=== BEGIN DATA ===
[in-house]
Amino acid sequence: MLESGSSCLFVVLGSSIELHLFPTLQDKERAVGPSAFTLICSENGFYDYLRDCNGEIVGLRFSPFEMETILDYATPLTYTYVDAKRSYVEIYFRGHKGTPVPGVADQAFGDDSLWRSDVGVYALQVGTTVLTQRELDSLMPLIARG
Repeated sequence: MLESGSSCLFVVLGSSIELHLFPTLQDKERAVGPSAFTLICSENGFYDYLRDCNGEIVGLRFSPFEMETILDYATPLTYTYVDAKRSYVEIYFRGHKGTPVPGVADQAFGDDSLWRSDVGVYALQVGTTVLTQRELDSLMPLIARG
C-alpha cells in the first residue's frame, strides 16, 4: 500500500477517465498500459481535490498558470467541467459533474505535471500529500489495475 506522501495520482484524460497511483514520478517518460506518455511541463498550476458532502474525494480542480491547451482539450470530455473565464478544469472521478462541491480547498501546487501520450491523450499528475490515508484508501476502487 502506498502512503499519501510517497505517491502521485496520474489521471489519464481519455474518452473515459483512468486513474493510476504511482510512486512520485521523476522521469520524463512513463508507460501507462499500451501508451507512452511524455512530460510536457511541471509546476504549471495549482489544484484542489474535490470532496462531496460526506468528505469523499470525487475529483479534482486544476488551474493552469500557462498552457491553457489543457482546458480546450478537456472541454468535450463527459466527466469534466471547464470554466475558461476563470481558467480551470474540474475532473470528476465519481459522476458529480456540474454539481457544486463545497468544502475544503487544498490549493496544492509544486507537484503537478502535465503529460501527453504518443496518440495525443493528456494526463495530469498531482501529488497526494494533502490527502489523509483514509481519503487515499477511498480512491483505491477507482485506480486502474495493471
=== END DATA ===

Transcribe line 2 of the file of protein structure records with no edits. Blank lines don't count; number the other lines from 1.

Amino acid sequence: MLESGSSCLFVVLGSSIELHLFPTLQDKERAVGPSAFTLICSENGFYDYLRDCNGEIVGLRFSPFEMETILDYATPLTYTYVDAKRSYVEIYFRGHKGTPVPGVADQAFGDDSLWRSDVGVYALQVGTTVLTQRELDSLMPLIARG